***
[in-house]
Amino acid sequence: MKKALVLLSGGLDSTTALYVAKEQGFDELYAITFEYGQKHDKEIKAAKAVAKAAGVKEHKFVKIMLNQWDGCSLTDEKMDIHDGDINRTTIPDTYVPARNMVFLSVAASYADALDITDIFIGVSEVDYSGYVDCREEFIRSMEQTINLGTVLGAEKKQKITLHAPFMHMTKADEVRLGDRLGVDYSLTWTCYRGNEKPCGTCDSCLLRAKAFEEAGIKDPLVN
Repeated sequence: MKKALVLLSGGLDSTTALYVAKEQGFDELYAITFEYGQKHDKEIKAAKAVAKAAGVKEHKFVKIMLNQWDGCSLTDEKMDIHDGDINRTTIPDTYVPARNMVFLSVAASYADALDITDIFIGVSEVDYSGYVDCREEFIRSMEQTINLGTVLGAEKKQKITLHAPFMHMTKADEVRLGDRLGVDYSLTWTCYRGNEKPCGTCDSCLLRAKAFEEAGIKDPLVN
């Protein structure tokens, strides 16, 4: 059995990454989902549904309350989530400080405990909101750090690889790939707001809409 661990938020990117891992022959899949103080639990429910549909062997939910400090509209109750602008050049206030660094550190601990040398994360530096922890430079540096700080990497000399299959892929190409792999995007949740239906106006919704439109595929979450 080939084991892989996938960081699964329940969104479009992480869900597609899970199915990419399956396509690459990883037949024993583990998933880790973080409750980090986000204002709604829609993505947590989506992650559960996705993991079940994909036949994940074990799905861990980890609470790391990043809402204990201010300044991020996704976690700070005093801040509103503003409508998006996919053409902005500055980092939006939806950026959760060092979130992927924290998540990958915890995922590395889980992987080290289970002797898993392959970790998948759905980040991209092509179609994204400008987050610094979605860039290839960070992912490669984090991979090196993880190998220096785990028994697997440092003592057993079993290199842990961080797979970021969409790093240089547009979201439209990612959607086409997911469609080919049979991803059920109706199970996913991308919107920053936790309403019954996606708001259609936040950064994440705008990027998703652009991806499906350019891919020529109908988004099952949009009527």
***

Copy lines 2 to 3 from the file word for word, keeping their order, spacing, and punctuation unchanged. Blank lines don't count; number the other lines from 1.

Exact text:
Amino acid sequence: MKKALVLLSGGLDSTTALYVAKEQGFDELYAITFEYGQKHDKEIKAAKAVAKAAGVKEHKFVKIMLNQWDGCSLTDEKMDIHDGDINRTTIPDTYVPARNMVFLSVAASYADALDITDIFIGVSEVDYSGYVDCREEFIRSMEQTINLGTVLGAEKKQKITLHAPFMHMTKADEVRLGDRLGVDYSLTWTCYRGNEKPCGTCDSCLLRAKAFEEAGIKDPLVN
Repeated sequence: MKKALVLLSGGLDSTTALYVAKEQGFDELYAITFEYGQKHDKEIKAAKAVAKAAGVKEHKFVKIMLNQWDGCSLTDEKMDIHDGDINRTTIPDTYVPARNMVFLSVAASYADALDITDIFIGVSEVDYSGYVDCREEFIRSMEQTINLGTVLGAEKKQKITLHAPFMHMTKADEVRLGDRLGVDYSLTWTCYRGNEKPCGTCDSCLLRAKAFEEAGIKDPLVN